Henry Homeyer: Grab your seed catalogs and start to plan

By Henry Homeyer
©2018 Telegraph Publishing LLC

Groundhog’s Day has come and gone. That means we’re coming down home stretch. Winter is more than half gone. It’s time to think about ordering seeds, if you haven’t yet.

Many great gardeners just don’t bother starting seedlings indoors. They say it takes too much time and effort. And nowadays, there are great nurseries in most areas that produce all kind of fine heirloom tomatoes and crunchy red lettuces. But I love to pamper my little tomato seedlings under lights, watering and fussing over them every day. It helps me stay sane. Of course it’s still too early for most things.

I love ordering specialty seeds and trying new things each year and look forward to the catalogs. Many of the seed companies are now depending on our ability to choose seeds and order them on-line. I love the old fashioned seed catalogs, catalogs I can hold in my hand and study at my leisure – even in the bath tub.

I recently got a catalog from Seeds from Italy, an importer in Nebraska. Dan Nagengast, the co-owner, worked in West Africa with me decades ago so I decided to give him a call to talk seeds. What are some of his best tasting tomatoes, I asked? He says his most popular tomato is one called Red Pear. Unlike American pear tomatoes, this is a big one: 8 to 18 ounces. Great flavor, and meaty with few seeds.

Another tomato I am ordering from Seeds of Italy is an old French one called Marmande. It’s said to have good fruit set even in cool weather, and is described as “semi-determinate.” Determinate tomato plants grow to a certain size, set fruit and stop growing. Indeterminate tomatoes keep growing until frost or disease kills them. But semi-determinate? I’ll grow these, and find out just what they do. Nagengast said another favorite is St Pierre, an indeterminate heirloom with great flavor.

Heirloom tomatoes comes in all shapes, sizes and tastes.

As you go through your catalogs or read them on-line, you might be confused by the term heirloom. Heirloom means that the plant stays true to its characteristics year after year. They breed true, so you can save seeds. Baker Creek Heirloom Seeds is the biggest heirloom seed producer in America, offering some 1,800 heirloom varieties. They have more weird veggies than you can shake a stick at!

Hybrid tomatoes, in contrast, result from crossing two varieties. The first generation after crossing them yields a plant that has characteristics of both parents and is generally superior to both. If you save seeds, you’ll get progeny that are like the original parents as well as some of the hybrid you wanted. But you can’t tell what the seedlings will produce, so it’s not recommended.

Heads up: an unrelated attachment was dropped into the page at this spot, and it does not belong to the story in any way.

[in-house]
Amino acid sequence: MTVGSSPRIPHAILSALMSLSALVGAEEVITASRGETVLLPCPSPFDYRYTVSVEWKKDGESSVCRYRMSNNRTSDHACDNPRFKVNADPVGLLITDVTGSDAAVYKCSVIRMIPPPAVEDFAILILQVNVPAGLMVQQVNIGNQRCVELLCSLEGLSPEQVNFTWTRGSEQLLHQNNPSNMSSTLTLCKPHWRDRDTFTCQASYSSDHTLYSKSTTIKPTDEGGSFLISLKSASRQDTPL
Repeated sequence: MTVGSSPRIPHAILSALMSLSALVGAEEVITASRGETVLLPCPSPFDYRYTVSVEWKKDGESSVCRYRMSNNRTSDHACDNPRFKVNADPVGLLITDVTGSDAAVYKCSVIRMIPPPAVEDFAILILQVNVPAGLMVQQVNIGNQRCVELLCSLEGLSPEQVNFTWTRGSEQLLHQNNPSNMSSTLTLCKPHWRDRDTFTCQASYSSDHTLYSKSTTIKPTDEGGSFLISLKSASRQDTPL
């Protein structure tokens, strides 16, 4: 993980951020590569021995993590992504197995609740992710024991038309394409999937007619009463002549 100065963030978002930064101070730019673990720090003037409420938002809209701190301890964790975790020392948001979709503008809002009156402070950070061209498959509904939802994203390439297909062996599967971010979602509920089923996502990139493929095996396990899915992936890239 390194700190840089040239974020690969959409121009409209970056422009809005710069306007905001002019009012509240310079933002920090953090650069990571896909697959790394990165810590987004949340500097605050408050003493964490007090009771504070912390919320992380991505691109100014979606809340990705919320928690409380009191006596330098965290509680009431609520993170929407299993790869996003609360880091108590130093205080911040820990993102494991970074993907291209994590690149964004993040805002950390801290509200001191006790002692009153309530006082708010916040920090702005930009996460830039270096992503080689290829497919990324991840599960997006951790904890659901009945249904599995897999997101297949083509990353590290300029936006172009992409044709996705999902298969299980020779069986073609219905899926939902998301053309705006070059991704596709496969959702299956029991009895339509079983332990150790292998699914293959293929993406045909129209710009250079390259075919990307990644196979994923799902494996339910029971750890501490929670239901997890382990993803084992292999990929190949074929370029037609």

Another seed company I like is Hudson Valley Seed Co. It is new in the marketplace, just eight years in existence. Co-owner Ken Greene started it as a seed library – a service offered to library patrons in Gardiner, N.Y. Library members could get free heirloom seeds, grow plants, save seeds, then pay back the library with seeds they saved. Obviously, an important education component was part of the process as many plants will hybridize on their own unless spaced appropriately.

No longer a seed library, Hudson Valley Seed Co. is certified organic. When Ken Greene came to my part of the world this winter, I bought a few seeds including one for cold-weather watermelons that originally came from Russia. Watermelons are not usually a big success in New Hampshire, so it will be good to see what they will produce.

Johnny’s Selected Seeds of Winslow, Maine, is one of my favorites. They are the go-to company for many farmers around the country because their seeds are always top quality, and they have just about every type of seed one could want. Home gardeners can benefit from the extensive cultural information they provide on their website or in their catalog.

A variety of seed packets.

Unlike some seed companies, Johnny’s does research and development at their home base in Maine. Obviously they have growers who produce much of their seed, but I am confident that their seeds are good for my climate, not somewhere down south. It is also an employee-owned business. The sell both organic and conventional seed.

You may wonder about the advantages of buying organic seed. Yes, it costs a little more, but by buying organic seed you are supporting farmers who treat the soil and environment with care and respect – just like you do. If you are an organic gardener, you probably will want organic seeds because the mother plants have survived and thrived without chemicals – just like they will have to do at your house.

High Mowing Seed Co. of Vermont is a company that only sells organic seeds. And unlike many seed companies, they ship free if you order over $10 worth of seeds. Renees Garden Seeds is another one of my favorite seed companies, with many organic seeds.

Lastly, check out the Seed Savers Exchange. This is a non-profit that since 1975 has been collecting, saving and selling heirloom seeds. Join so you can access their amazing collection of heirloom seeds.

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Filed Under: Community and Arts LifeHenry Homeyer's Notes from the Garden

About the Author: Henry Homeyer is a lifetime organic gardener living in Cornish Flat, N.H. He is the author of four gardening books including The Vermont Gardener's Companion. You may reach him by e-mail at henry.homeyer@comcast.net or by snail mail at PO Box 364, Cornish Flat, N.H. 03746. Please include a SASE if you wish an answer to a question by mail.

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